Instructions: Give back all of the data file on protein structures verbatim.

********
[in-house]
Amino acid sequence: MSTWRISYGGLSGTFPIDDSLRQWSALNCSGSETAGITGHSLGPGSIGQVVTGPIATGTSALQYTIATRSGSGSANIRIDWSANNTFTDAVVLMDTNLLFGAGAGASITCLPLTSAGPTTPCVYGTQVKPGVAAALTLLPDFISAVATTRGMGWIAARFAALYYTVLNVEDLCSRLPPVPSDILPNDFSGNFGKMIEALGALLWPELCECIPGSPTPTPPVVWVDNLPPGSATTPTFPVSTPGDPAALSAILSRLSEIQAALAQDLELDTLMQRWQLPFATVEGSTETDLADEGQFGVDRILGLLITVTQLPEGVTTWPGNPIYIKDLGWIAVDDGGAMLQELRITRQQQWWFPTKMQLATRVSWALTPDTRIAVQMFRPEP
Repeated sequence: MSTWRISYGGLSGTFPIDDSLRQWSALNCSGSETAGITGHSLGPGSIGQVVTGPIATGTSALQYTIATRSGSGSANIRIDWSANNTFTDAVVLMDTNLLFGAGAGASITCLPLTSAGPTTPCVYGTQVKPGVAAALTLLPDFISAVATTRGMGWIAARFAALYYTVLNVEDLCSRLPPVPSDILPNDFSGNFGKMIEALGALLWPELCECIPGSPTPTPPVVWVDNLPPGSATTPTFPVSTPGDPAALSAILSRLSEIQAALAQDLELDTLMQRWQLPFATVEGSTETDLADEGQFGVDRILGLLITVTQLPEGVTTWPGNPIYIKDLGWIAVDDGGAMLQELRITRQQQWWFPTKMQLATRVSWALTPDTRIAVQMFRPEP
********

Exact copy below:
[in-house]
Amino acid sequence: MSTWRISYGGLSGTFPIDDSLRQWSALNCSGSETAGITGHSLGPGSIGQVVTGPIATGTSALQYTIATRSGSGSANIRIDWSANNTFTDAVVLMDTNLLFGAGAGASITCLPLTSAGPTTPCVYGTQVKPGVAAALTLLPDFISAVATTRGMGWIAARFAALYYTVLNVEDLCSRLPPVPSDILPNDFSGNFGKMIEALGALLWPELCECIPGSPTPTPPVVWVDNLPPGSATTPTFPVSTPGDPAALSAILSRLSEIQAALAQDLELDTLMQRWQLPFATVEGSTETDLADEGQFGVDRILGLLITVTQLPEGVTTWPGNPIYIKDLGWIAVDDGGAMLQELRITRQQQWWFPTKMQLATRVSWALTPDTRIAVQMFRPEP
Repeated sequence: MSTWRISYGGLSGTFPIDDSLRQWSALNCSGSETAGITGHSLGPGSIGQVVTGPIATGTSALQYTIATRSGSGSANIRIDWSANNTFTDAVVLMDTNLLFGAGAGASITCLPLTSAGPTTPCVYGTQVKPGVAAALTLLPDFISAVATTRGMGWIAARFAALYYTVLNVEDLCSRLPPVPSDILPNDFSGNFGKMIEALGALLWPELCECIPGSPTPTPPVVWVDNLPPGSATTPTFPVSTPGDPAALSAILSRLSEIQAALAQDLELDTLMQRWQLPFATVEGSTETDLADEGQFGVDRILGLLITVTQLPEGVTTWPGNPIYIKDLGWIAVDDGGAMLQELRITRQQQWWFPTKMQLATRVSWALTPDTRIAVQMFRPEP